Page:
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Working in the film industry can be stressful at the best of times, but the stress has increased for many this year due to a lack of work, and income, due to the recent labour action that has postponed and cancelled filing until 2024. Adding to those pressures, the holidays can also be a time of stress and anxiety, often caused by a combination of financial pressure, dealing with family dynamics or loneliness, and struggling with mental health.


During a season when we feel like we’re supposed to be happy, it can be especially difficult when you feel anxious, sad, or alone. Many people experience a dip in their energy during winter and with everything that has to be done, it can feel a little overwhelming. If left unmanaged, stress and worry can take a toll on your mental and physical health, so we’ve created this guide to help you get through the holidays, and hopefully enjoy them!

Managing Holiday stress Guide Image

We’ll explore some reasons why this season can feel so stressful and why some people get the ‘winter blues’. You’ll find tips and advice for developing plans and creating healthy habits so that you can feel calm and relaxed during the holiday season. Let’s get started!

Top Tips for Managing Holiday Stress

With a little bit of planning, the holidays can be an enjoyable time. Here are our top tips for reducing stress and making the best of the holiday season. 


If you’re feeling anxious about everything that needs to get done, write a list, and prioritize. List activities, gifts, parties, food, etc. – anything that you need and want to do.


If you’re feeling financial pressure, set a realistic budget that reflects your current financial situation.


Be Grateful


The holidays aren’t supposed to be about money; they’re about giving your love, energy, and time, and being grateful for what you have.


Set Boundaries


These could be physical or emotional. If you don’t want to spend time with certain people, don’t. If the way someone talks to you is inappropriate, tell them in a calm and assertive way. Remember that you don’t have to do everything, prioritize what’s most important to you and let go of the rest.



Put your mental health first and make sure you have plenty of time to relax and take a moment for yourself.


Spend Time Outdoors

Being outside in the fresh air, getting some sunlight, and walking through the winter scenery is a good way to reduce stress and enjoy the holidays.

Staying Motivated Bubble

For many workers, November and December are the most stressful times of the year. People find it difficult to balance family and work life during this time; wanting to finish things up before the end of the year, preparing for the festivities, and attending work parties can be difficult to juggle.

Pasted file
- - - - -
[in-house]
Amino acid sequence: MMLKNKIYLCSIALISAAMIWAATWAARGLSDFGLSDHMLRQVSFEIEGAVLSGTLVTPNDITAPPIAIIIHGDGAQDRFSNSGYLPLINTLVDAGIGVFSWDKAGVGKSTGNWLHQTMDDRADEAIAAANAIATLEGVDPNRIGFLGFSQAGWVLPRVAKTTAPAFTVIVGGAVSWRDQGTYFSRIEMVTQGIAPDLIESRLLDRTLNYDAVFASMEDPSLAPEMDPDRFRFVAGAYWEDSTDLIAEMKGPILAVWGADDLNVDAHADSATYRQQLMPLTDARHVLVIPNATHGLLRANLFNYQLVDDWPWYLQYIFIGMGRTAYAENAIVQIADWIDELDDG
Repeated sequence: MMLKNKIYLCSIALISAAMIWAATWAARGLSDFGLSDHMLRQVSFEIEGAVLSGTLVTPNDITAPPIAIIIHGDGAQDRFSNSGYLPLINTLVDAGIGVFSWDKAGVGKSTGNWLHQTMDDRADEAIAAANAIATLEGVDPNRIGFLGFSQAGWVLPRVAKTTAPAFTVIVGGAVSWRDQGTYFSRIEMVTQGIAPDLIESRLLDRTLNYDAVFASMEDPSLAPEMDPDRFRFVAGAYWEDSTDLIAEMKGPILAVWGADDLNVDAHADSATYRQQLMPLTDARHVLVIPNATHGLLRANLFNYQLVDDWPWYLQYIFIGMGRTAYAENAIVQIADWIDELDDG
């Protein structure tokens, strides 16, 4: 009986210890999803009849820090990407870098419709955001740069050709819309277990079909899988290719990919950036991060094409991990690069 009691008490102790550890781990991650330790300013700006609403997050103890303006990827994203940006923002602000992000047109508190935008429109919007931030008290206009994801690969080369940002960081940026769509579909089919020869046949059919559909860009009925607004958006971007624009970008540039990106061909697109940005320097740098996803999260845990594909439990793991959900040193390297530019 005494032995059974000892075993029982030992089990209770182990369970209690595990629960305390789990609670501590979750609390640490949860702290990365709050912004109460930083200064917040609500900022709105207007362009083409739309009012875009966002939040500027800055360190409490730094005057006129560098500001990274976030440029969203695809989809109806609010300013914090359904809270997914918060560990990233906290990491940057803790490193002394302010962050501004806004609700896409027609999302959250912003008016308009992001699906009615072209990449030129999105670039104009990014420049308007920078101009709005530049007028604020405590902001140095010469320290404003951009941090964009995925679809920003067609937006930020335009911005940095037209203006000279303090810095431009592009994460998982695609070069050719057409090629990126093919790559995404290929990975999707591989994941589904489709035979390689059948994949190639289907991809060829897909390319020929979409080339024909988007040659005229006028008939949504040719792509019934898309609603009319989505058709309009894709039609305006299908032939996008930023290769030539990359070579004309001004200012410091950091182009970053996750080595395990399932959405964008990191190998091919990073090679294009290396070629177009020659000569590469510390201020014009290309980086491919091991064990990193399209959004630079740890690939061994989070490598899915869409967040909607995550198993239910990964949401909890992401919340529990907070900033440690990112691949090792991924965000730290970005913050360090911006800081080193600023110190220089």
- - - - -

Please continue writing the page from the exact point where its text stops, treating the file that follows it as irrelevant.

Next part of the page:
According to professor of Human Resource Management at Cass Business School, Chris Rowley 67% of workers were less productive during December and nearly half of respondents admitted doing up to 30% less work. The reasons for this were exhaustion, lack of motivation, and feeling hungover. (Source)

That means, if you’re feeling unmotivated and unproductive during December, you’re not alone! Go easy on yourself and do the best you can. Your motivation and drive will return in full swing once the new year starts! But here are a few ideas to boost your energy this winter:

  • Plan: plan the month ahead, prioritize tasks, and make a to-do list.

  • Take time off: yes, taking a break is good for your productivity! Attend some festive celebrations, some nights off with your loved ones, and enjoy yourself a little.

  • Work-life balance: keep on track with deadlines and don’t over-commit to attending parties and events. Working on a hangover is never fun.

  • Prioritize: it might be a good idea to plan to attend parties and events where you can meet people from your industry and have a chance to network. Casual events can be a great place to meet new clients! That means you won’t have too many commitments and the ones you have might be useful (and hopefully fun)

  • Limit your alcohol consumption: this way you will avoid feeling hungover, tired, and you’ll save money, too!

  • Connect with nature: research has shown that spending time in nature is beneficial for productivity and concentration, with the added bonus that it makes you feel good.

  • Exercise: regular exercise is important for physical and mental health, and it helps you to stay focused and energized.

Holiday Stress Bubble